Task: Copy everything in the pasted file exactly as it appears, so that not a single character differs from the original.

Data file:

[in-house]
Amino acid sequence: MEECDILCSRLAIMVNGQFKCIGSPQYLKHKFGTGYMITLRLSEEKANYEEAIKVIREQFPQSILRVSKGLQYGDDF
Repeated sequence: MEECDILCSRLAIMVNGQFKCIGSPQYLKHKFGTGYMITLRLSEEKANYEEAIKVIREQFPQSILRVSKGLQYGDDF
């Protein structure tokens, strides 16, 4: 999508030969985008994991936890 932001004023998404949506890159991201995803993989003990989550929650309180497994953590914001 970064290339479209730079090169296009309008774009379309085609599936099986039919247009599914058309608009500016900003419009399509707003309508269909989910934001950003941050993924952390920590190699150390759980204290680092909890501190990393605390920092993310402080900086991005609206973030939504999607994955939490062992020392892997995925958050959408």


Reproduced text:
[in-house]
Amino acid sequence: MEECDILCSRLAIMVNGQFKCIGSPQYLKHKFGTGYMITLRLSEEKANYEEAIKVIREQFPQSILRVSKGLQYGDDF
Repeated sequence: MEECDILCSRLAIMVNGQFKCIGSPQYLKHKFGTGYMITLRLSEEKANYEEAIKVIREQFPQSILRVSKGLQYGDDF
């Protein structure tokens, strides 16, 4: 999508030969985008994991936890 932001004023998404949506890159991201995803993989003990989550929650309180497994953590914001 970064290339479209730079090169296009309008774009379309085609599936099986039919247009599914058309608009500016900003419009399509707003309508269909989910934001950003941050993924952390920590190699150390759980204290680092909890501190990393605390920092993310402080900086991005609206973030939504999607994955939490062992020392892997995925958050959408």